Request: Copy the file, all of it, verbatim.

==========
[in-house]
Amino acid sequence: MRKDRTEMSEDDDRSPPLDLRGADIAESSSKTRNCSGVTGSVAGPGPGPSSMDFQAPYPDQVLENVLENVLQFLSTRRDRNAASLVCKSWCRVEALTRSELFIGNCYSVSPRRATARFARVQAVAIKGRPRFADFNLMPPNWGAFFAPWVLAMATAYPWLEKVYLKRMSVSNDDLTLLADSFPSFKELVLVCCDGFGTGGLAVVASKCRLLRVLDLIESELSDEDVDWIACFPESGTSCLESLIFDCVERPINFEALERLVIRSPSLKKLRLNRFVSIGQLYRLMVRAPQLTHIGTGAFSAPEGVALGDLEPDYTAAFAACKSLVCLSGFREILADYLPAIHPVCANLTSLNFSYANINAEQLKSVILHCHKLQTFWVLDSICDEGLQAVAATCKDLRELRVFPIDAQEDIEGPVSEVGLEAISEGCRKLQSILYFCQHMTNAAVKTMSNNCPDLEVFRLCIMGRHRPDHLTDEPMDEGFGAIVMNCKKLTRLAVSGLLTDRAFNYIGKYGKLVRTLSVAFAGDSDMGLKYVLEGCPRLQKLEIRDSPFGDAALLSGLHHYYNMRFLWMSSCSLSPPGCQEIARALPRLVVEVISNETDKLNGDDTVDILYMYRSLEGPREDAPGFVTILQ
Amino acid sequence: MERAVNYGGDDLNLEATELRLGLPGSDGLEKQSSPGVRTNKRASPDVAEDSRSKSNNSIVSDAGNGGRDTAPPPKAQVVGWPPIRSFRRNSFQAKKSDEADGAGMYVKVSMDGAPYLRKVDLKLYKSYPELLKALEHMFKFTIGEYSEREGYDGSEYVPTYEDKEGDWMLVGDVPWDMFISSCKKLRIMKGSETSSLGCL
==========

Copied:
[in-house]
Amino acid sequence: MRKDRTEMSEDDDRSPPLDLRGADIAESSSKTRNCSGVTGSVAGPGPGPSSMDFQAPYPDQVLENVLENVLQFLSTRRDRNAASLVCKSWCRVEALTRSELFIGNCYSVSPRRATARFARVQAVAIKGRPRFADFNLMPPNWGAFFAPWVLAMATAYPWLEKVYLKRMSVSNDDLTLLADSFPSFKELVLVCCDGFGTGGLAVVASKCRLLRVLDLIESELSDEDVDWIACFPESGTSCLESLIFDCVERPINFEALERLVIRSPSLKKLRLNRFVSIGQLYRLMVRAPQLTHIGTGAFSAPEGVALGDLEPDYTAAFAACKSLVCLSGFREILADYLPAIHPVCANLTSLNFSYANINAEQLKSVILHCHKLQTFWVLDSICDEGLQAVAATCKDLRELRVFPIDAQEDIEGPVSEVGLEAISEGCRKLQSILYFCQHMTNAAVKTMSNNCPDLEVFRLCIMGRHRPDHLTDEPMDEGFGAIVMNCKKLTRLAVSGLLTDRAFNYIGKYGKLVRTLSVAFAGDSDMGLKYVLEGCPRLQKLEIRDSPFGDAALLSGLHHYYNMRFLWMSSCSLSPPGCQEIARALPRLVVEVISNETDKLNGDDTVDILYMYRSLEGPREDAPGFVTILQ
Amino acid sequence: MERAVNYGGDDLNLEATELRLGLPGSDGLEKQSSPGVRTNKRASPDVAEDSRSKSNNSIVSDAGNGGRDTAPPPKAQVVGWPPIRSFRRNSFQAKKSDEADGAGMYVKVSMDGAPYLRKVDLKLYKSYPELLKALEHMFKFTIGEYSEREGYDGSEYVPTYEDKEGDWMLVGDVPWDMFISSCKKLRIMKGSETSSLGCL